Recommendation 3. Annual HCV testing is recommended for per- sons who inject drugs and for HIV-seropositive men who have unprotected sex with men. Periodic testing should be offered to other persons at ongoing risk of HCV exposure. (IIa-C) Persons infected with HCV should be educated about preventing further damage to their liver. Most important is prevention of the potential deleterious effect of alco- hol, which may lead to more rapid progression of liver fibrosis and the development of hepatocellular carci- noma (HCC).20-26 Persons with HCV should be tested Table 1. Rating by Classification and Level of Evidence Classification Description Class I Conditions for which there is evidence and/or general agreement that a given diagnostic evaluation, procedure, or treatment is beneficial, useful, and effective Class II Conditions for which there is conflicting evidence and/or a divergence of opinion about the usefulness and efficacy of a diagnostic evaluation, procedure, or treatment Class IIa Weight of evidence and/or opinion is in favor of usefulness and efficacy Class IIb Usefulness and efficacy are less established by evidence and/or opinion Class III Conditions for which there is evidence and/or general agreement that a diagnostic evaluation, procedure, or treatment is not useful and effective or if it in some cases may be harmful Level of Evidence Description Level A* Data derived from multiple randomized clinical trials, meta- analyses, or equivalent Level B* Data derived from a single randomized trial, nonrandomized studies, or equivalent Level C Consensus opinion of experts, case studies, or standard of care *In some situations, such as for PEG-IFN–sparing HCV treatments, randomized clinical trials with an existing standard-of-care arm cannot ethically or practicably be conducted.

The FDA has suggested alternative study designs, including historical controls or immediate versus deferred, placebo-controlled trials. For additional examples and definitions see http://www.fda.gov/ downloads/Drugs/GuidanceComplianceRegulatoryInformation/Guidances/ UCM225333.pdf. In those instances for which there was a single predetermined, FDA-approved equivalency established, panel members considered the evidence as equivalent to a randomized controlled trial for levels A and B.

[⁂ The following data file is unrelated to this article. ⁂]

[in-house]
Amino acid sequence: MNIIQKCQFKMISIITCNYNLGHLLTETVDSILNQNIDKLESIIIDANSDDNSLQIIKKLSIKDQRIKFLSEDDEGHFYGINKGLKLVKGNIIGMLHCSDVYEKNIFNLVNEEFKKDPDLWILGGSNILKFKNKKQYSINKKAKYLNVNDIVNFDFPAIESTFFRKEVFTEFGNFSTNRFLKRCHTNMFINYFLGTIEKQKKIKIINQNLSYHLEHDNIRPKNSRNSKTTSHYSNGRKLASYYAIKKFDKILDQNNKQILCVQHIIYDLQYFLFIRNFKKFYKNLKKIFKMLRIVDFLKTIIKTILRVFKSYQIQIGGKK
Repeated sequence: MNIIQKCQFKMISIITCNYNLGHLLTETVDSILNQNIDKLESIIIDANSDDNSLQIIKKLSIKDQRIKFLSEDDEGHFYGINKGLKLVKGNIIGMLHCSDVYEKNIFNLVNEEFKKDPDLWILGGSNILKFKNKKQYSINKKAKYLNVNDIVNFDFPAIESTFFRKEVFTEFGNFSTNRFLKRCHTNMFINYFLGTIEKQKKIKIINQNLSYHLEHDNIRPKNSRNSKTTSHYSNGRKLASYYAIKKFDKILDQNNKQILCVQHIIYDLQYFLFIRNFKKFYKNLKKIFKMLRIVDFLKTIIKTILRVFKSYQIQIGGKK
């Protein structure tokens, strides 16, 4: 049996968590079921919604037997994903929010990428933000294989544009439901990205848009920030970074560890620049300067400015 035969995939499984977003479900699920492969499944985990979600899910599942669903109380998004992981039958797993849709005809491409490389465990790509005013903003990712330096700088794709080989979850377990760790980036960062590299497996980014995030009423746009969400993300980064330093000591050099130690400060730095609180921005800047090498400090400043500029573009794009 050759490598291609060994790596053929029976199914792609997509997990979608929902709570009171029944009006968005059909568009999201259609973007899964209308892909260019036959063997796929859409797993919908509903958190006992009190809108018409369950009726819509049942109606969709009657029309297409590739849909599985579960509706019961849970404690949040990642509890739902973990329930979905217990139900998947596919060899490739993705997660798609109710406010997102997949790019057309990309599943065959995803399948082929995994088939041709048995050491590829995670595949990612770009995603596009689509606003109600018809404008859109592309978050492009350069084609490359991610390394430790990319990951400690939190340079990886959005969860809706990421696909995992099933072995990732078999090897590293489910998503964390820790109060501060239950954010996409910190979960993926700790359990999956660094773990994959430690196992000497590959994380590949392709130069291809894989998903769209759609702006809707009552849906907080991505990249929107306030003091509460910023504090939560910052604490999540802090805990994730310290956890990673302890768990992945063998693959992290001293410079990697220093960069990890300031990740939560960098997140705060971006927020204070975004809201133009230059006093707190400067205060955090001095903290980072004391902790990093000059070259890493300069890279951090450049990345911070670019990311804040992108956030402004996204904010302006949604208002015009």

Adapted from the American College of Cardiology and the American Heart Association Practice Guidelines.1,2 Table 2. Summary of Recommendations for Screening for HCV Infection 1. Birth cohort  Persons born between the years of 1945 and 1965 2 Risk behaviors  Injection-drug use (current or ever, including those who injected once)  Intranasal illicit drug use 3. Risk exposures  Long-term hemodialysis (ever)  Getting a tattoo in an unregulated setting  Health care, emergency medical, and public safety workers after needle- sticks, sharps, or mucosal exposures to HCV-infected blood  Children born to HCV-infected women  Prior recipients of transfusions or organ transplants, including persons who — were notified that they received blood from a donor who later tested positive for HCV infection — received a transfusion of blood or blood components or underwent an organ transplant before July 1992 — received clotting factor concentrates produced before 1987 — were ever incarcerated 4.

Other  HIV infection  Unexplained chronic liver disease and chronic hepatitis including elevated ALT levels  Solid organ donors (deceased and living) HEPATOLOGY, Vol. 00, No. 00, 2015 AASLD/IDSA HCV GUIDANCE PANEL 3